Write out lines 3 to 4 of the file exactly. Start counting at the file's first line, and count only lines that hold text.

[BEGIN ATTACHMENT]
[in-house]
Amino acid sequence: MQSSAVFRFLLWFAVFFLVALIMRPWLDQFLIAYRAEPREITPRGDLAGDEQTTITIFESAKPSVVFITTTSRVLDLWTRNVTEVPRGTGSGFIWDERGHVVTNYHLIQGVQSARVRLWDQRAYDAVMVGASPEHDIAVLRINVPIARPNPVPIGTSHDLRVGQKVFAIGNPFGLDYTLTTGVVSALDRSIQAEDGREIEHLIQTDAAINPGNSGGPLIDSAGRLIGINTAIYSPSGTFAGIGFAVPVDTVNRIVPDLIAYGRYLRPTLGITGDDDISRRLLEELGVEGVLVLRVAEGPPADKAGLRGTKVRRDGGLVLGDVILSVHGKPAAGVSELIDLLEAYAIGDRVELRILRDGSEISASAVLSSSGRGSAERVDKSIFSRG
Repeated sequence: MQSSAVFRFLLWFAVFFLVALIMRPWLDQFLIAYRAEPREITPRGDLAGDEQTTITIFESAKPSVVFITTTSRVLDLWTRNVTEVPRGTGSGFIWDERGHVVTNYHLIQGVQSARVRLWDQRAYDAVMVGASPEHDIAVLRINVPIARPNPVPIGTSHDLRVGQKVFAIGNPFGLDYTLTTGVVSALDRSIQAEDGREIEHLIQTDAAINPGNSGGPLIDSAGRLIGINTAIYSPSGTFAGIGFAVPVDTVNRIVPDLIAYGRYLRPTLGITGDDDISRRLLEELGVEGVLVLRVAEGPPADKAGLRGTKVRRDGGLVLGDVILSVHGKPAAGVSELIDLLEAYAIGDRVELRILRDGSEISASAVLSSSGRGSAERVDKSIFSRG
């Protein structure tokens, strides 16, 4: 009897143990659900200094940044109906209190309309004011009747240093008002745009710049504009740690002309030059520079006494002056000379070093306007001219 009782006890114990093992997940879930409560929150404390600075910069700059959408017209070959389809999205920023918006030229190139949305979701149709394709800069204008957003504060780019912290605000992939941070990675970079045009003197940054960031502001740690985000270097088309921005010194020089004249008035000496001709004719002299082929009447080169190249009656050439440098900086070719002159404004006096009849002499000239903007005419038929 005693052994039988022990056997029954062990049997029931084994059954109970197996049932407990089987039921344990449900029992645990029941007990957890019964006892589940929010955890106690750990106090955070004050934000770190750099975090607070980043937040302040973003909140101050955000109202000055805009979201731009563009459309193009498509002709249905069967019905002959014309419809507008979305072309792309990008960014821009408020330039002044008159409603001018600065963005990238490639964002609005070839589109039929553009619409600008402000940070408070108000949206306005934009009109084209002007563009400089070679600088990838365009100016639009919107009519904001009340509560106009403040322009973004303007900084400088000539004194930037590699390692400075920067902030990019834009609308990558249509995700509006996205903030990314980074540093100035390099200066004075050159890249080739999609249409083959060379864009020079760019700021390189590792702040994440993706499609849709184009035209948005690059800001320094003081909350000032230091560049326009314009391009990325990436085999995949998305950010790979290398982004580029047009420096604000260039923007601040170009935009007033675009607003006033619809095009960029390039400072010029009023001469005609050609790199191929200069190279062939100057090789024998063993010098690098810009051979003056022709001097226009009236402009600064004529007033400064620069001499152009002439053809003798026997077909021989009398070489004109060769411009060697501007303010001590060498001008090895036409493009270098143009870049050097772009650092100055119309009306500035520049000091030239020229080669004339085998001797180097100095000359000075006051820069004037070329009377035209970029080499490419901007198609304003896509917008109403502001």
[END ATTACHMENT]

Repeated sequence: MQSSAVFRFLLWFAVFFLVALIMRPWLDQFLIAYRAEPREITPRGDLAGDEQTTITIFESAKPSVVFITTTSRVLDLWTRNVTEVPRGTGSGFIWDERGHVVTNYHLIQGVQSARVRLWDQRAYDAVMVGASPEHDIAVLRINVPIARPNPVPIGTSHDLRVGQKVFAIGNPFGLDYTLTTGVVSALDRSIQAEDGREIEHLIQTDAAINPGNSGGPLIDSAGRLIGINTAIYSPSGTFAGIGFAVPVDTVNRIVPDLIAYGRYLRPTLGITGDDDISRRLLEELGVEGVLVLRVAEGPPADKAGLRGTKVRRDGGLVLGDVILSVHGKPAAGVSELIDLLEAYAIGDRVELRILRDGSEISASAVLSSSGRGSAERVDKSIFSRG
């Protein structure tokens, strides 16, 4: 009897143990659900200094940044109906209190309309004011009747240093008002745009710049504009740690002309030059520079006494002056000379070093306007001219 009782006890114990093992997940879930409560929150404390600075910069700059959408017209070959389809999205920023918006030229190139949305979701149709394709800069204008957003504060780019912290605000992939941070990675970079045009003197940054960031502001740690985000270097088309921005010194020089004249008035000496001709004719002299082929009447080169190249009656050439440098900086070719002159404004006096009849002499000239903007005419038929 005693052994039988022990056997029954062990049997029931084994059954109970197996049932407990089987039921344990449900029992645990029941007990957890019964006892589940929010955890106690750990106090955070004050934000770190750099975090607070980043937040302040973003909140101050955000109202000055805009979201731009563009459309193009498509002709249905069967019905002959014309419809507008979305072309792309990008960014821009408020330039002044008159409603001018600065963005990238490639964002609005070839589109039929553009619409600008402000940070408070108000949206306005934009009109084209002007563009400089070679600088990838365009100016639009919107009519904001009340509560106009403040322009973004303007900084400088000539004194930037590699390692400075920067902030990019834009609308990558249509995700509006996205903030990314980074540093100035390099200066004075050159890249080739999609249409083959060379864009020079760019700021390189590792702040994440993706499609849709184009035209948005690059800001320094003081909350000032230091560049326009314009391009990325990436085999995949998305950010790979290398982004580029047009420096604000260039923007601040170009935009007033675009607003006033619809095009960029390039400072010029009023001469005609050609790199191929200069190279062939100057090789024998063993010098690098810009051979003056022709001097226009009236402009600064004529007033400064620069001499152009002439053809003798026997077909021989009398070489004109060769411009060697501007303010001590060498001008090895036409493009270098143009870049050097772009650092100055119309009306500035520049000091030239020229080669004339085998001797180097100095000359000075006051820069004037070329009377035209970029080499490419901007198609304003896509917008109403502001």